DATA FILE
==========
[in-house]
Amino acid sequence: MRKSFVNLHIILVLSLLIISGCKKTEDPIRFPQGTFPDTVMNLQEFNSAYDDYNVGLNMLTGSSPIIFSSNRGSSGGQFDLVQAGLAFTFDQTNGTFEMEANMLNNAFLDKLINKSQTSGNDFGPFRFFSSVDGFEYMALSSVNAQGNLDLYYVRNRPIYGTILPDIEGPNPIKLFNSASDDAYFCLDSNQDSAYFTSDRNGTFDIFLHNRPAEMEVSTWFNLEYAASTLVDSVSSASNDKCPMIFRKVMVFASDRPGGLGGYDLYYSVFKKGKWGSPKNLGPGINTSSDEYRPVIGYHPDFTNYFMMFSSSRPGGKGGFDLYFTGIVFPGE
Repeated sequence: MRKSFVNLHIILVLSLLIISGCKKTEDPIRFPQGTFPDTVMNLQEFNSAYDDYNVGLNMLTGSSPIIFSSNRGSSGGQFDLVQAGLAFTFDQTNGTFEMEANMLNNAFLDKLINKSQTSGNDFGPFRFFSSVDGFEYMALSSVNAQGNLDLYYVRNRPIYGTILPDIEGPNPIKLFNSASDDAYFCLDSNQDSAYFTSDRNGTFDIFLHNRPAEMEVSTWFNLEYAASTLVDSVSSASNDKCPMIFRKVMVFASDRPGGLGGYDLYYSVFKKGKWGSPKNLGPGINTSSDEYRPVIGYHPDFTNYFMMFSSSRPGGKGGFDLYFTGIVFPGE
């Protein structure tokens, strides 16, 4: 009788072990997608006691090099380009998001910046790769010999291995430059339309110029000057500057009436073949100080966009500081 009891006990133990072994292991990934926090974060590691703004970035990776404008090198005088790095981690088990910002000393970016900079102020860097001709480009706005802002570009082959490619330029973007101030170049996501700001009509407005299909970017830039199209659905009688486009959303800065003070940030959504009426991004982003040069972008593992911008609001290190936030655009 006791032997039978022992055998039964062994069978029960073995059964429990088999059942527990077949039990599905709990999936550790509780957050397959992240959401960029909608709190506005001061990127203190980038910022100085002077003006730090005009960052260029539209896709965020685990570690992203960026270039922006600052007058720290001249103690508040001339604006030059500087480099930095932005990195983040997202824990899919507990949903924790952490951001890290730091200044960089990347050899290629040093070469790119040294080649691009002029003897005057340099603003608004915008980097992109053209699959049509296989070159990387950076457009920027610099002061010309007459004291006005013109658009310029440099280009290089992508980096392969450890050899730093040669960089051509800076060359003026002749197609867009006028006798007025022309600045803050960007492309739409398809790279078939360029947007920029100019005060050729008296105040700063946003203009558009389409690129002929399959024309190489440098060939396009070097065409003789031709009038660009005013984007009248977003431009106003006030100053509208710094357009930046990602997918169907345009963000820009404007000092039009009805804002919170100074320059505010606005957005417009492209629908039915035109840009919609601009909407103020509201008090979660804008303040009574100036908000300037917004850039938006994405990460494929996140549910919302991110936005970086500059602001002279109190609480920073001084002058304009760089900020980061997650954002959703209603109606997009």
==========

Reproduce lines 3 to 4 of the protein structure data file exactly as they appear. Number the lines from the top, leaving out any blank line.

Repeated sequence: MRKSFVNLHIILVLSLLIISGCKKTEDPIRFPQGTFPDTVMNLQEFNSAYDDYNVGLNMLTGSSPIIFSSNRGSSGGQFDLVQAGLAFTFDQTNGTFEMEANMLNNAFLDKLINKSQTSGNDFGPFRFFSSVDGFEYMALSSVNAQGNLDLYYVRNRPIYGTILPDIEGPNPIKLFNSASDDAYFCLDSNQDSAYFTSDRNGTFDIFLHNRPAEMEVSTWFNLEYAASTLVDSVSSASNDKCPMIFRKVMVFASDRPGGLGGYDLYYSVFKKGKWGSPKNLGPGINTSSDEYRPVIGYHPDFTNYFMMFSSSRPGGKGGFDLYFTGIVFPGE
């Protein structure tokens, strides 16, 4: 009788072990997608006691090099380009998001910046790769010999291995430059339309110029000057500057009436073949100080966009500081 009891006990133990072994292991990934926090974060590691703004970035990776404008090198005088790095981690088990910002000393970016900079102020860097001709480009706005802002570009082959490619330029973007101030170049996501700001009509407005299909970017830039199209659905009688486009959303800065003070940030959504009426991004982003040069972008593992911008609001290190936030655009 006791032997039978022992055998039964062994069978029960073995059964429990088999059942527990077949039990599905709990999936550790509780957050397959992240959401960029909608709190506005001061990127203190980038910022100085002077003006730090005009960052260029539209896709965020685990570690992203960026270039922006600052007058720290001249103690508040001339604006030059500087480099930095932005990195983040997202824990899919507990949903924790952490951001890290730091200044960089990347050899290629040093070469790119040294080649691009002029003897005057340099603003608004915008980097992109053209699959049509296989070159990387950076457009920027610099002061010309007459004291006005013109658009310029440099280009290089992508980096392969450890050899730093040669960089051509800076060359003026002749197609867009006028006798007025022309600045803050960007492309739409398809790279078939360029947007920029100019005060050729008296105040700063946003203009558009389409690129002929399959024309190489440098060939396009070097065409003789031709009038660009005013984007009248977003431009106003006030100053509208710094357009930046990602997918169907345009963000820009404007000092039009009805804002919170100074320059505010606005957005417009492209629908039915035109840009919609601009909407103020509201008090979660804008303040009574100036908000300037917004850039938006994405990460494929996140549910919302991110936005970086500059602001002279109190609480920073001084002058304009760089900020980061997650954002959703209603109606997009």